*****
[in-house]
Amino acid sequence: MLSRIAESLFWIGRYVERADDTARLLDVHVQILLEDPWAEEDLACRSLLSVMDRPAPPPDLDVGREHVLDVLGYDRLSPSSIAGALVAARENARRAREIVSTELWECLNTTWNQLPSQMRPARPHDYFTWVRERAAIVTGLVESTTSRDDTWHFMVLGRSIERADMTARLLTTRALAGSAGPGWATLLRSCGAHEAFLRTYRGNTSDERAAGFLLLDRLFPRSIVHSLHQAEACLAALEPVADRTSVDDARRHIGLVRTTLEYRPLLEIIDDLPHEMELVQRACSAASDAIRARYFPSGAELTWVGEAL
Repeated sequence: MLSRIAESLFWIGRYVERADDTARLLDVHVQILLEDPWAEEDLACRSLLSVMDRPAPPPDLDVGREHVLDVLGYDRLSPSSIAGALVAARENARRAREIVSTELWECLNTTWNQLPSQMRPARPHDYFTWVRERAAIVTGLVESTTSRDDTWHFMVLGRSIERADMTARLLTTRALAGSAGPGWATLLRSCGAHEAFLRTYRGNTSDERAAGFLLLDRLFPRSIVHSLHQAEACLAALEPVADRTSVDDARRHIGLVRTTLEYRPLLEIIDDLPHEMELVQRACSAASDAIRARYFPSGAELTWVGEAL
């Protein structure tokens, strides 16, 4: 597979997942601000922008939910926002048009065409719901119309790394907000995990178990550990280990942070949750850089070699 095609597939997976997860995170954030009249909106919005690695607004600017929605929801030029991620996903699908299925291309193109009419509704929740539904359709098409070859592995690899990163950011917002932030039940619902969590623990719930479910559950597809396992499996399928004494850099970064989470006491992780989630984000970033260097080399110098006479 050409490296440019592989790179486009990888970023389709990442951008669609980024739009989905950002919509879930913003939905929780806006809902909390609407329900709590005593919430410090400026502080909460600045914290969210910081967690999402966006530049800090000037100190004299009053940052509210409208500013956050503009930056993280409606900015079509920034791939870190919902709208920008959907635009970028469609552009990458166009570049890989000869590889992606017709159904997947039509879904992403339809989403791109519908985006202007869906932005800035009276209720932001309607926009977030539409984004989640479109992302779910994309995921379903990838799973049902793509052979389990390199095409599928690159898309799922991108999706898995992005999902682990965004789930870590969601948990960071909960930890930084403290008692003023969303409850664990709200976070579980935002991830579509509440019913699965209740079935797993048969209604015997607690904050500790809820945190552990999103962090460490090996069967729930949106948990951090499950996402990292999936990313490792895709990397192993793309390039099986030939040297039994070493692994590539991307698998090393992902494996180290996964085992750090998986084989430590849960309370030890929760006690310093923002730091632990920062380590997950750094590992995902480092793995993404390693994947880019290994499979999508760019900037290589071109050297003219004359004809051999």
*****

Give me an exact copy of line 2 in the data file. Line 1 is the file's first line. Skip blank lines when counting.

Amino acid sequence: MLSRIAESLFWIGRYVERADDTARLLDVHVQILLEDPWAEEDLACRSLLSVMDRPAPPPDLDVGREHVLDVLGYDRLSPSSIAGALVAARENARRAREIVSTELWECLNTTWNQLPSQMRPARPHDYFTWVRERAAIVTGLVESTTSRDDTWHFMVLGRSIERADMTARLLTTRALAGSAGPGWATLLRSCGAHEAFLRTYRGNTSDERAAGFLLLDRLFPRSIVHSLHQAEACLAALEPVADRTSVDDARRHIGLVRTTLEYRPLLEIIDDLPHEMELVQRACSAASDAIRARYFPSGAELTWVGEAL